“In addition to all these changes, we saw warmer temperatures than those predicted for this altitude by the leading accepted model,” said Kostiuk. “This tells us that we have lots of work to do updating our upper atmospheric circulation model for Venus.”

Even though Venus is compositionally similar to Earth and has a similar size as well, at some point in its history it lost all of its water to space and became the cloud-covered oven it is today. Studying Venus will help scientists learn how this may have happened and – hopefully! –  learn how to prevent the same fate from ever befalling Earth.

The paper, led by Dr. Guido Sonnabend of the University of Cologne, Germany and co-authored by Drs. Livengood and Kostiuk, appeared July 23 in the online edition of the journal Icarus.

Read more on the NASA feature article here.

Astronomy Cast Ep. 226: Weather

Hurricane observed from Earth orbit. Credit: NASA

How’s the weather? Maybe a better question is… why’s the weather? What is it about planets and their atmospheres that create weather systems. What have planetary scientists learned about our Earth’s weather, and how does this relate to other planets in the Solar System. What is the most extreme weather we know of?

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Weather on the Astronomy Cast website.

What is a Warm Front?

Warm Front

[/caption]A warm front is the transition zone that marks where a warm air mass starts replacing a cold air mass. Warm fronts tend to move from southwest to southeast. Normally the air behind a warm front is warmer than the air in front of it. Normally when a warm front passes through an area the air will get warmer and more humid. Warm fronts signal significant changes in the weather. Here are some of the weather signs that appear as a warm front passes over a region.

First before the warm front arrives the pressure in area start to steadily decrease and temperatures remain cool. The winds tend to blow south to southeast in the northern hemisphere and north to northeast in the southern hemisphere. The precipitation is normally rain, sleet, or snow. Common cloud types that appear would various types of stratus, cumulus, and nimbus clouds. The dew point also rises steadily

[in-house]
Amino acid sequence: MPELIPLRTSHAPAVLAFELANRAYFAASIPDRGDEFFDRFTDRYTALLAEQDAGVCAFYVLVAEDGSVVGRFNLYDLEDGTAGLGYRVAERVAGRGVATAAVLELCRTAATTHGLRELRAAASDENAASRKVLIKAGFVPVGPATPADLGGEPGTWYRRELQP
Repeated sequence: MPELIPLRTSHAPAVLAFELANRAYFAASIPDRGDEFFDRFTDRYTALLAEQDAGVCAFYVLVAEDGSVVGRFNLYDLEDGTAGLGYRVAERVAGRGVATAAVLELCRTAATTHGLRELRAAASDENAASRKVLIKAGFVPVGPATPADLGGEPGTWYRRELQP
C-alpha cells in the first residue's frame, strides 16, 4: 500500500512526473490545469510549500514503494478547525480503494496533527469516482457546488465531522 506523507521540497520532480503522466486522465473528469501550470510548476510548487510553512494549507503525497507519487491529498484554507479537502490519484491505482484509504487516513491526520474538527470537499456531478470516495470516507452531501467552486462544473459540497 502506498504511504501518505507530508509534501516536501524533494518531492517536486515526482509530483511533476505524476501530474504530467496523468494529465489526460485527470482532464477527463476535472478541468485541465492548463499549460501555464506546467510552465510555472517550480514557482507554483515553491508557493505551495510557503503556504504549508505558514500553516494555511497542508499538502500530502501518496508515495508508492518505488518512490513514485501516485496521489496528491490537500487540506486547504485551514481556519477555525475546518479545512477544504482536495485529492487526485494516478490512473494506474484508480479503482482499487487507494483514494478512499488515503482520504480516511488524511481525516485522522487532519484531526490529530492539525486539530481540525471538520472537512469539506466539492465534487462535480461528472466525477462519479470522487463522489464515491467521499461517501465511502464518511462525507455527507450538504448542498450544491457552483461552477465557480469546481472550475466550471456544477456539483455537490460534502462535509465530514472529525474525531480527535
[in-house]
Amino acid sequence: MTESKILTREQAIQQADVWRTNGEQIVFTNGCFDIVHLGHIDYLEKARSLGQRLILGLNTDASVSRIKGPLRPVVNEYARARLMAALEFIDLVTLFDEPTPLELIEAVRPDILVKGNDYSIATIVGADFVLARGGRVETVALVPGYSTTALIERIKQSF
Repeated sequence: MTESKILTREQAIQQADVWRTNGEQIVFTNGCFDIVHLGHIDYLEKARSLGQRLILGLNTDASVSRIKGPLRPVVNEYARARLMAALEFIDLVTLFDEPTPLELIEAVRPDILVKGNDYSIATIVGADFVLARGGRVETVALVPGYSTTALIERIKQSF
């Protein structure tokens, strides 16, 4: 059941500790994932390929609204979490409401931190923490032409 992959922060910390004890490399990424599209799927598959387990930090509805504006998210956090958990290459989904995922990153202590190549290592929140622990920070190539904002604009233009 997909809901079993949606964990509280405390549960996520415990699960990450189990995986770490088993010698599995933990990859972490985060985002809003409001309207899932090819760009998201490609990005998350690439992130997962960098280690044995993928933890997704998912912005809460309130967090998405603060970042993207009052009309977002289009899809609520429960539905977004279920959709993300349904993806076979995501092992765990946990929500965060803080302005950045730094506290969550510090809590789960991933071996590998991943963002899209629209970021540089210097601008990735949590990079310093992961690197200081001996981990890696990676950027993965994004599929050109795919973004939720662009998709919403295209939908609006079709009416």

While the front is passing through a region temperatures start to warm rapidly. The atmospheric pressure in the area that was dropping starts to level off. The winds become variable and precipitation turns into a light drizzle. Clouds are mostly stratus type clouds formations. The dew point then starts to level off.

After the warm front passes conditions completely reverse. The atmospheric pressure rises slightly before falling. The temperatures are warmer then they level off. The winds in the northern hemisphere blow south-southwest in the northern hemisphere and north-northwest in the southern hemisphere. Cloudy conditions start to clear with only cumulonimbus and stratus clouds. The dew point rises then levels off.

Knowing about how warm fronts work gives a better understanding of how pressure systems interact with geography to create weather. Looking at warm fronts we learn that they are the transition zone between warm humid air masses and cool, dry air masses. We know that these masses interact in a cycle of rising and falling air that alters the pressure of atmosphere causing changes in weather.

We have written many articles about warm front for Universe Today. Here’s an article about cyclones, and here’s an article about cloud formations.

If you’d like more info on warm front, check out NOAA National Weather Service. And here’s a link to NASA’s Earth Observatory.

We’ve also recorded an episode of Astronomy Cast all about planet Earth. Listen here, Episode 51: Earth.


How Does Fog Form?

How Does Fog Form